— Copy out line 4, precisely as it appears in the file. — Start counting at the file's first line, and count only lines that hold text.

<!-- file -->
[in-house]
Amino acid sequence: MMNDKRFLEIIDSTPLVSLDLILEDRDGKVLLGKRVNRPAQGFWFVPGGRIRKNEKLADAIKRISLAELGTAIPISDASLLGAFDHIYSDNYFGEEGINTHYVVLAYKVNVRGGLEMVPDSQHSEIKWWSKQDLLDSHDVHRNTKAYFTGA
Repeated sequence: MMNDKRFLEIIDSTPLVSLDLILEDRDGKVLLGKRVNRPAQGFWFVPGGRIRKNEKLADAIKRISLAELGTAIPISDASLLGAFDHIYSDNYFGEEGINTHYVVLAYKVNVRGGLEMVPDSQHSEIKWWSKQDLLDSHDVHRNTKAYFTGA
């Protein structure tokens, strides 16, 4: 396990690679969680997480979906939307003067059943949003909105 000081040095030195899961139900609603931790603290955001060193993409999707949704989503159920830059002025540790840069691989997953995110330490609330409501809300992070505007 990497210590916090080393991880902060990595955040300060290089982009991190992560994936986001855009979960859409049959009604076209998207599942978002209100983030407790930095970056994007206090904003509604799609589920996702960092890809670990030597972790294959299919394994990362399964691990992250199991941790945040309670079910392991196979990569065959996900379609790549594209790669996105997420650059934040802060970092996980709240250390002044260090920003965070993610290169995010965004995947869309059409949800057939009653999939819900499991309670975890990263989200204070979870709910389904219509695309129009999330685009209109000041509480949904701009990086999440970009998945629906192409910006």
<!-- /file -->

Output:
């Protein structure tokens, strides 16, 4: 396990690679969680997480979906939307003067059943949003909105 000081040095030195899961139900609603931790603290955001060193993409999707949704989503159920830059002025540790840069691989997953995110330490609330409501809300992070505007 990497210590916090080393991880902060990595955040300060290089982009991190992560994936986001855009979960859409049959009604076209998207599942978002209100983030407790930095970056994007206090904003509604799609589920996702960092890809670990030597972790294959299919394994990362399964691990992250199991941790945040309670079910392991196979990569065959996900379609790549594209790669996105997420650059934040802060970092996980709240250390002044260090920003965070993610290169995010965004995947869309059409949800057939009653999939819900499991309670975890990263989200204070979870709910389904219509695309129009999330685009209109000041509480949904701009990086999440970009998945629906192409910006």